Microservice vs Monolith

June 9, 2020 Justin VanWinkle

A colleague and I set out to write three open-source APIs that would all do the same thing, but each with a different design (monolithic, microservices, and nanoservices). Our reason for this was that we would have a set of APIs that can be used to give talks at various conferences, highlighting the good, the bad, and the ugly of each approach. And on a more granular level, one of the things we wanted to show was that choosing microservices (or the nanoservice anti-pattern) too early and without adequate planning would result in wasted time.

Since we started with the nanoservices, we quickly ran into difficulty maintaining consistency across all of the services as we added new features. Had we started with microservices, it would have been the same. But with a monolith, we would have turned out to be much better suited for our pivots. Let’s look at why.

Pivoting and Refactoring Quickly

With the service-oriented design, we completed a few services an then discovered the new HttpClientFactory that had just been released in ASP.NET Core. So we went back to the services that we created by checking them out one by one from source control, refactoring each one to use the new HttpClientFactory class, committing, and pushing our code back up. Wash, rinse, repeat for every one that we created. But wait–which ones made http requests? We had to sift through and make sure we didn’t miss any.

We discovered soon after the HttpClientFactory refactoring that the data we were accessing via a REST API was accessible to us in a format that we could digest and place in a database. Since the REST API had a very low rate limit which would hinder our ability to do load testing across the three systems, switching over to the database approach only made sense. Back to refactoring one by one! We revisited each of the services to replace the HttpClientFactory with a class to access the database.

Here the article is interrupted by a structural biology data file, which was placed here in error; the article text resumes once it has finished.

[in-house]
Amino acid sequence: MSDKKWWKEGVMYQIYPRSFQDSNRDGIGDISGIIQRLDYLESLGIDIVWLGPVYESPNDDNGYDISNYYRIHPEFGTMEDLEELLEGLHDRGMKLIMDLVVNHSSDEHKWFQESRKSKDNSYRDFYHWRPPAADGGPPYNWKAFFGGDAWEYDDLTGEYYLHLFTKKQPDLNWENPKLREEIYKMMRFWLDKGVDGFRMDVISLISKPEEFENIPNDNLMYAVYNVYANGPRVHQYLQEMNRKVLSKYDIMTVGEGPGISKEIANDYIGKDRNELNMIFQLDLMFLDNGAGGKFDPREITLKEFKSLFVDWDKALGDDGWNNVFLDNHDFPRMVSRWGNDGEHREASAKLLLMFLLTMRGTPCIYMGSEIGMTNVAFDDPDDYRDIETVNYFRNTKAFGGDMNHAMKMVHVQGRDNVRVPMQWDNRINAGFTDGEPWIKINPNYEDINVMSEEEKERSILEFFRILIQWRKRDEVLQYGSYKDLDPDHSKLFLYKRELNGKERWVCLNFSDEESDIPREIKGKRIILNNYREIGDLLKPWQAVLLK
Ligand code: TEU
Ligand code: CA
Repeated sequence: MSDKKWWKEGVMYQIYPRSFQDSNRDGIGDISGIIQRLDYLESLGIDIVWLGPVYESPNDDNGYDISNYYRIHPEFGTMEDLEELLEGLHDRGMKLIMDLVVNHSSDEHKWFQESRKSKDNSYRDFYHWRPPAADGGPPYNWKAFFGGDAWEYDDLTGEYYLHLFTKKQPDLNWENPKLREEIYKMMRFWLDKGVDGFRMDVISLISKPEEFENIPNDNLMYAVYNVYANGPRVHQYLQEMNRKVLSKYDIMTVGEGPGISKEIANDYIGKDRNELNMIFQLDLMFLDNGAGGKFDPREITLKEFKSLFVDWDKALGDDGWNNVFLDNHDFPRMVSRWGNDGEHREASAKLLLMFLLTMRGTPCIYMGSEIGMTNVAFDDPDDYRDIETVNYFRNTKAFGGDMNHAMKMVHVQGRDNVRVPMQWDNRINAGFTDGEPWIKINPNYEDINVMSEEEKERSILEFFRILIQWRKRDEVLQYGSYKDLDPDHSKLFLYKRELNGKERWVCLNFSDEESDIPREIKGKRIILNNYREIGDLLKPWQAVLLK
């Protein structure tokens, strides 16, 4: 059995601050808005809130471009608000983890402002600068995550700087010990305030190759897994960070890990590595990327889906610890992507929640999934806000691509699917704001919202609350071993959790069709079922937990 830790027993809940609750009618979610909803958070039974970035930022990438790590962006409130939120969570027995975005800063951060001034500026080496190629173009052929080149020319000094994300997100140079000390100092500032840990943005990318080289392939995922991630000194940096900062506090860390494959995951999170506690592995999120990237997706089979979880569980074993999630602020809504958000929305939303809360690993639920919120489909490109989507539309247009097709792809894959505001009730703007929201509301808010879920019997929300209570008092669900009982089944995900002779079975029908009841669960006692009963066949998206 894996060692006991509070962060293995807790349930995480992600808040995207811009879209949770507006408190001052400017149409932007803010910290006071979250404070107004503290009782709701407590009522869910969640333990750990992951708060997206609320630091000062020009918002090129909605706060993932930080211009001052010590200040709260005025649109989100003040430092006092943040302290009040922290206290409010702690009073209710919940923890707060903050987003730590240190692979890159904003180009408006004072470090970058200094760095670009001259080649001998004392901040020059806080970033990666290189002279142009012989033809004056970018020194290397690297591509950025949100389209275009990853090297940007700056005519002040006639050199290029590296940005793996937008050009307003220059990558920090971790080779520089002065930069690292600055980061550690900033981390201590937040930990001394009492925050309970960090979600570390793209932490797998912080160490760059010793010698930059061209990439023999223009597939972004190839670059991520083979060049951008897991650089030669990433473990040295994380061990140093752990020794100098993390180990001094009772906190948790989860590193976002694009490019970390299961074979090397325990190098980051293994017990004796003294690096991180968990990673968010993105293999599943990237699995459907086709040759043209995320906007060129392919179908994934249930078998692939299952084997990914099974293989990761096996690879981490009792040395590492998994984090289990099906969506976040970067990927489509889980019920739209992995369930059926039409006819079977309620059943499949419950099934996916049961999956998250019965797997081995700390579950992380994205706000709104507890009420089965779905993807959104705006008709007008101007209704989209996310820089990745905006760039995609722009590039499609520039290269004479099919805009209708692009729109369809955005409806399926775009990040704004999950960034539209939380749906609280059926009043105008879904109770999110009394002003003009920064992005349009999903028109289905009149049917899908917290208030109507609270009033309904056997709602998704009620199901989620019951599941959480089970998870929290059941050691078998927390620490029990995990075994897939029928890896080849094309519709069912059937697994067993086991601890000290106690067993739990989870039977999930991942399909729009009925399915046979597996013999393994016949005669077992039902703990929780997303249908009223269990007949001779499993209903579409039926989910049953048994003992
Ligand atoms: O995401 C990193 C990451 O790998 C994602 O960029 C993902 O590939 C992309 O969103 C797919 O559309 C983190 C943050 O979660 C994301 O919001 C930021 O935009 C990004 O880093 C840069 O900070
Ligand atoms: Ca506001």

While performing our refactors, we noticed that it was significantly easier to refactor the monolithic code because we only had to change out a few lines of code — and only a single time. Comparatively, the monolith refactor cost a fraction of the time compared to the microservice and nanoservice approaches. You read more about this refactor on my blog in the article titled Interfaces in the Wild.

Where to Begin

Microservices are nice for many reasons. Over the last several years, we have seen some really big names implementing microservices like champions. But it is worth noting that those who succeeded all achieved their implementations in a very organic way. For those companies who have succeeded, they leveraged at least one of two things to ultimately succeed: Experience and/or evolution. If you have extensive experience with microservices to lean on, you know the pitfalls, and you can plan well; then a microservice implementation will likely serve you well from the start. On the other hand, if you don’t have extensive experience with microservices, then starting with a monolith that you separate (little by little) into services later on will indubitably be your best bet.

If you choose microservices with little or no experience, this article will provide you with some tools for planning your microservices: Microservices are not Micro; They are Vertical

Wrap Up

A monolith lends itself to an ever-changing world. Microservices do too, but they require a lot more planning and coordination to prevent mega disasters. Nanoservices are just a bad idea all the way around.

If you are currently considering the differences between a monolith and microservice implementation for your next project, starting with a monolith and splitting things out later will keep the schedule moving along quite nicely as you iron out the details of a new system. Bonus: this will also help you identify the boundaries of your services.

Lastly, we have a wealth of knowledge on microservices and monoliths here at New Signature.  We know effective strategies for structuring and managing organizations success, what tools are necessary for ultimate effectiveness, and how to build software systems that serve you and your customer in a top-notch kind of way.  If you are struggling to get to the next level, reach out to our team.

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